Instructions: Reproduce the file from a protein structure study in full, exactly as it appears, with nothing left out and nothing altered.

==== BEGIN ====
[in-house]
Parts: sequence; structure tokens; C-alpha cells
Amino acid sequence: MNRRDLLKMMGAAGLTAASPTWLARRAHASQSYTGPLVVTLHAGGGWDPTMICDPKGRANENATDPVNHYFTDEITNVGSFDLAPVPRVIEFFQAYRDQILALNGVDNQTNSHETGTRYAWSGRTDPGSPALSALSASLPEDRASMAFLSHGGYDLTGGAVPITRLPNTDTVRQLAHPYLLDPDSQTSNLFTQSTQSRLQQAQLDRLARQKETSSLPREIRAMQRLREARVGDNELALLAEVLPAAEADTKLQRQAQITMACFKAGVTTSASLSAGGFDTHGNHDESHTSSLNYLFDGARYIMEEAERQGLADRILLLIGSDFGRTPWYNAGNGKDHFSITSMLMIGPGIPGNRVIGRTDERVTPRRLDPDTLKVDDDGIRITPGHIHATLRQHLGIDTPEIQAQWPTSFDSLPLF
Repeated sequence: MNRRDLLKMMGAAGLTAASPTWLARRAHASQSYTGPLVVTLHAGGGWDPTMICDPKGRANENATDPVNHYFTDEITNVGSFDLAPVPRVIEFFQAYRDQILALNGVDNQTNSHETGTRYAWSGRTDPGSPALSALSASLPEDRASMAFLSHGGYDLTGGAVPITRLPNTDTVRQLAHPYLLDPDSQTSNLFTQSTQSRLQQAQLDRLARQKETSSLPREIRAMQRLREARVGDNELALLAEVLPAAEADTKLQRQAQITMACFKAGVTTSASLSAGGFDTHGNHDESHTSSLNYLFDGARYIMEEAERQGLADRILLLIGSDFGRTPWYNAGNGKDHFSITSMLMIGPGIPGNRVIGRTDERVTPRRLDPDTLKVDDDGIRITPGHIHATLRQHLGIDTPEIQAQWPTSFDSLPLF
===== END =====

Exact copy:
[in-house]
Parts: sequence; structure tokens; C-alpha cells
Amino acid sequence: MNRRDLLKMMGAAGLTAASPTWLARRAHASQSYTGPLVVTLHAGGGWDPTMICDPKGRANENATDPVNHYFTDEITNVGSFDLAPVPRVIEFFQAYRDQILALNGVDNQTNSHETGTRYAWSGRTDPGSPALSALSASLPEDRASMAFLSHGGYDLTGGAVPITRLPNTDTVRQLAHPYLLDPDSQTSNLFTQSTQSRLQQAQLDRLARQKETSSLPREIRAMQRLREARVGDNELALLAEVLPAAEADTKLQRQAQITMACFKAGVTTSASLSAGGFDTHGNHDESHTSSLNYLFDGARYIMEEAERQGLADRILLLIGSDFGRTPWYNAGNGKDHFSITSMLMIGPGIPGNRVIGRTDERVTPRRLDPDTLKVDDDGIRITPGHIHATLRQHLGIDTPEIQAQWPTSFDSLPLF
Repeated sequence: MNRRDLLKMMGAAGLTAASPTWLARRAHASQSYTGPLVVTLHAGGGWDPTMICDPKGRANENATDPVNHYFTDEITNVGSFDLAPVPRVIEFFQAYRDQILALNGVDNQTNSHETGTRYAWSGRTDPGSPALSALSASLPEDRASMAFLSHGGYDLTGGAVPITRLPNTDTVRQLAHPYLLDPDSQTSNLFTQSTQSRLQQAQLDRLARQKETSSLPREIRAMQRLREARVGDNELALLAEVLPAAEADTKLQRQAQITMACFKAGVTTSASLSAGGFDTHGNHDESHTSSLNYLFDGARYIMEEAERQGLADRILLLIGSDFGRTPWYNAGNGKDHFSITSMLMIGPGIPGNRVIGRTDERVTPRRLDPDTLKVDDDGIRITPGHIHATLRQHLGIDTPEIQAQWPTSFDSLPLF